Nederlandsche Geloofsbelijdenis

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Nederlandsche Geloofsbelijdenis is the official confession of the Dutch Reformed Church. It was drawn up about 1561 by Guy de Brès, following the confession of the French Calvinists, which had been approved by the Synod of Paris in 1559 and presented to Henry II, king of France. On the night of 1-2 November 1561, a copy of the printed confession was thrown into the garden of the regent Margaret of Parma at Brussels to inform her about the doctrines of the Dutch Calvinists. This confession was approved by the Synod of Armentieres in 1563. The approval given by the Dutch General Reformed Synod at Dordrecht in 1619 made it the official confession of the Reformed Church in the Netherlands. In this confession de Brez tried to prove that the Calvinists were very different from the Anabaptists or Mennonites. Two articles of the confession deal with the Anabaptists (Wederdoopers): Article 34, concerning baptism, states: "We [the Calvinists] reject the error of the Anabaptists . . . who reject the baptism of the children of believers"; Article 36, dealing with the office of the magistrates, concludes, "For this reason [i.e., because the public authorities are of God] we reject the Anabaptists and all other revolutionary people, and in general all those who reject the authorities and magistracy, who wish to overthrow the administration of justice and to introduce community of property, who throw into disorder modesty, which God has established among men.”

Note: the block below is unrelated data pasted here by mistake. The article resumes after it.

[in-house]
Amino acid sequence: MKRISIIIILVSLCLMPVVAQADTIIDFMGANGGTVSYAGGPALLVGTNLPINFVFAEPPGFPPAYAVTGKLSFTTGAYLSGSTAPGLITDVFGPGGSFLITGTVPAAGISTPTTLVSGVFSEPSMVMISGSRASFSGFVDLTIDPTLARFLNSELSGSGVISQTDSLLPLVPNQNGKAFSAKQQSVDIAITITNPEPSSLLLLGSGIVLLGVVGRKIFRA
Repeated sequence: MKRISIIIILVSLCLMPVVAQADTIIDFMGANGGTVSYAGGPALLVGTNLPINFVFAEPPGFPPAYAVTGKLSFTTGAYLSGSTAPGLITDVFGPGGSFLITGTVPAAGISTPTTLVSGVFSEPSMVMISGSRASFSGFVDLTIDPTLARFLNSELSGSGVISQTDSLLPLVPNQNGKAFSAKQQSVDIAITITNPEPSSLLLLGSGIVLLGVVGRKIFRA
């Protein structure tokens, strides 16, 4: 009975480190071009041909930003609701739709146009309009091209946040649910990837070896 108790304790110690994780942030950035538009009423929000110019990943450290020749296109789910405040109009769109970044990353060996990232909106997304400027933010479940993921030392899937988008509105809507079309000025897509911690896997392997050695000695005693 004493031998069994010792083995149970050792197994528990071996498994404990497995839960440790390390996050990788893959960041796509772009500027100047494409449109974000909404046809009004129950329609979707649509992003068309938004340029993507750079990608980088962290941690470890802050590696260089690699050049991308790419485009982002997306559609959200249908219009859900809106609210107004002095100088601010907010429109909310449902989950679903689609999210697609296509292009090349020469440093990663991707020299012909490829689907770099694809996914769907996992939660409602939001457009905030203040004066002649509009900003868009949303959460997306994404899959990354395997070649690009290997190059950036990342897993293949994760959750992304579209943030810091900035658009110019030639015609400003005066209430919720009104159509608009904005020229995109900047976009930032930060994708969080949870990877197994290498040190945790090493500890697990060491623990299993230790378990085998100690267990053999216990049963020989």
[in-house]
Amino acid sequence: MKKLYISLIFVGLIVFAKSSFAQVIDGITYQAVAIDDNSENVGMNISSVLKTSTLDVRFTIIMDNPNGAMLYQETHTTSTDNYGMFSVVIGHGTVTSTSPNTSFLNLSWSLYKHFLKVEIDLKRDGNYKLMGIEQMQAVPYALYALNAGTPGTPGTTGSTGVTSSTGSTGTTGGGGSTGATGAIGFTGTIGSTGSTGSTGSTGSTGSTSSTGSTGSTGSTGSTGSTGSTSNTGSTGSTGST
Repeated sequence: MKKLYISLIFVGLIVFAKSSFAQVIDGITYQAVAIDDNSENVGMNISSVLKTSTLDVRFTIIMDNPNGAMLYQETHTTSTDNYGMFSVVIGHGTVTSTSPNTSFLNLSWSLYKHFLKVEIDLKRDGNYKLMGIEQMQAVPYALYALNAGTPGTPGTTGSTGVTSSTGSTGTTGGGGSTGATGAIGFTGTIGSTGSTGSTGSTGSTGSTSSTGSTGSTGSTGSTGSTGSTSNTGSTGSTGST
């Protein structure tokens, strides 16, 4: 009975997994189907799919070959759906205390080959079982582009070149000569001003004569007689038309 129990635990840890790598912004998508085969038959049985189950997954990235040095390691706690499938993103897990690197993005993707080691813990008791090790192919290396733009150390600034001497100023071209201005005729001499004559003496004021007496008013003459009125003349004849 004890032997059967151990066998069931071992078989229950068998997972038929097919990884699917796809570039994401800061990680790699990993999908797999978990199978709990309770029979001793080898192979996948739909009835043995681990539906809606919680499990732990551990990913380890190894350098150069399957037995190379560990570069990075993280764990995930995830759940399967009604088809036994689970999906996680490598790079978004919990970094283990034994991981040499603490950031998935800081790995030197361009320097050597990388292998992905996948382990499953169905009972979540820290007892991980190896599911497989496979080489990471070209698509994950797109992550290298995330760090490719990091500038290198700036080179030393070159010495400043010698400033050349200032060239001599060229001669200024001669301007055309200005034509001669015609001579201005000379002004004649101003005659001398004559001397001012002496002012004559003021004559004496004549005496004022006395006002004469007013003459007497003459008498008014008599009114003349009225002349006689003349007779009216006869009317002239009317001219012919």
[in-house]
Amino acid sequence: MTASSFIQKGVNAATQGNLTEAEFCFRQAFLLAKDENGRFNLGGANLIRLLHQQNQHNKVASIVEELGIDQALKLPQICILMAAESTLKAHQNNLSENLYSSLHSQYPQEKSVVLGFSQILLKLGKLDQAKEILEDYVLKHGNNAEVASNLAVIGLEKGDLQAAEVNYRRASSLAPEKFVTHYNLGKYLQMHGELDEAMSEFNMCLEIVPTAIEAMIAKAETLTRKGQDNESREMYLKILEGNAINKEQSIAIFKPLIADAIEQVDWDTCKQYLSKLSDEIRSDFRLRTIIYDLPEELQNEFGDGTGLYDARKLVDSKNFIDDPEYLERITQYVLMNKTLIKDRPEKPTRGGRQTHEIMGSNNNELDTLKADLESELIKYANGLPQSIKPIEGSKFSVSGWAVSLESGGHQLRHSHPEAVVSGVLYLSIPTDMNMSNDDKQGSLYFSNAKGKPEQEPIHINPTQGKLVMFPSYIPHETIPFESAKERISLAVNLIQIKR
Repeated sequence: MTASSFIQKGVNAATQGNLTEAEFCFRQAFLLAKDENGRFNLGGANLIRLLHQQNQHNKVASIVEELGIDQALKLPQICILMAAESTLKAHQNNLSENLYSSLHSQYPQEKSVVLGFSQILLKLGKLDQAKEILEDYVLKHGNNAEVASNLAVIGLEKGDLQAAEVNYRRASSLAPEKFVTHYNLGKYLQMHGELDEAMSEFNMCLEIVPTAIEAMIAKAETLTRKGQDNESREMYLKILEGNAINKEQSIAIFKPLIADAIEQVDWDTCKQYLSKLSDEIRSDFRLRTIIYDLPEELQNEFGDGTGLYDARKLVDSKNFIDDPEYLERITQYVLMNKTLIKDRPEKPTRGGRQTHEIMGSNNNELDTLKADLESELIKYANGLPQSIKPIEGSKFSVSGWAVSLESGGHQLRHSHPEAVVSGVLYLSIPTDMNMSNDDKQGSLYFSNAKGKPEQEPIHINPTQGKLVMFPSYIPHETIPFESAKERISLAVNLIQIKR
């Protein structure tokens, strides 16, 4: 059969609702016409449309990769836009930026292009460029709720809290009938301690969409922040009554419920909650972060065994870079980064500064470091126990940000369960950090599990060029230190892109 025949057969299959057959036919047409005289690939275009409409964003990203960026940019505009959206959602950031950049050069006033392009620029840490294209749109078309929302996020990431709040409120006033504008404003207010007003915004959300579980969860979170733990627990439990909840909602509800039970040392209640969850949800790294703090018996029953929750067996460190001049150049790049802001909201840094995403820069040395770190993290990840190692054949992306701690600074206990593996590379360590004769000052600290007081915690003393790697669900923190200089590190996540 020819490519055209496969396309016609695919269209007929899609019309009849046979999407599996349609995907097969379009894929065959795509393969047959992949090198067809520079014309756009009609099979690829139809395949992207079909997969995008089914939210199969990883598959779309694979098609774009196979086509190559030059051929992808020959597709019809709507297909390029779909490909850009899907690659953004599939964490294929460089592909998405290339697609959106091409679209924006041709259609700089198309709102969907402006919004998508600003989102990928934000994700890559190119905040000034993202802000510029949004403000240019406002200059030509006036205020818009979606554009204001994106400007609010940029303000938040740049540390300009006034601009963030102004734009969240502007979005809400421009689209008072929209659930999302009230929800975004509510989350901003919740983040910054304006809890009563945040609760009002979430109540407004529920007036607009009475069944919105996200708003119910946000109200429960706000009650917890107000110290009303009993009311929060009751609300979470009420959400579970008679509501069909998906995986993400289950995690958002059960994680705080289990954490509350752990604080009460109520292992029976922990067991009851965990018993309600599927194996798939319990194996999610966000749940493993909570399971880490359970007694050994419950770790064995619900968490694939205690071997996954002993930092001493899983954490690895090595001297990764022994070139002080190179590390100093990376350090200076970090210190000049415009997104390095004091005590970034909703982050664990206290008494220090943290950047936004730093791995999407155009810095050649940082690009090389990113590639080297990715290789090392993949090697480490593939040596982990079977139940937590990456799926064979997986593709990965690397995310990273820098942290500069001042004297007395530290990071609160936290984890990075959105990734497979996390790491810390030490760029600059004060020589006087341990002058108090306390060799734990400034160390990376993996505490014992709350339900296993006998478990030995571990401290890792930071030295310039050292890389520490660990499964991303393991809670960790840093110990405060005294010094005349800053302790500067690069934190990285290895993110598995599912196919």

Though it is clear that this judgment on the Anabaptists-Mennonites was untrue, the confession (as of the 1950s) had not been changed or corrected and was still being generally accepted by the Reformed Church.

Author(s) Nanne van der Zijpp
Date Published 1957

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MLA style

Zijpp, Nanne van der. "Nederlandsche Geloofsbelijdenis." Global Anabaptist Mennonite Encyclopedia Online. 1957. Web. 6 Apr 2020.

APA style

Zijpp, Nanne van der. (1957). Nederlandsche Geloofsbelijdenis. Global Anabaptist Mennonite Encyclopedia Online. Retrieved 6 April 2020, from


Adapted by permission of Herald Press, Harrisonburg, Virginia, from Mennonite Encyclopedia, Vol. 3, p. 818. All rights reserved.

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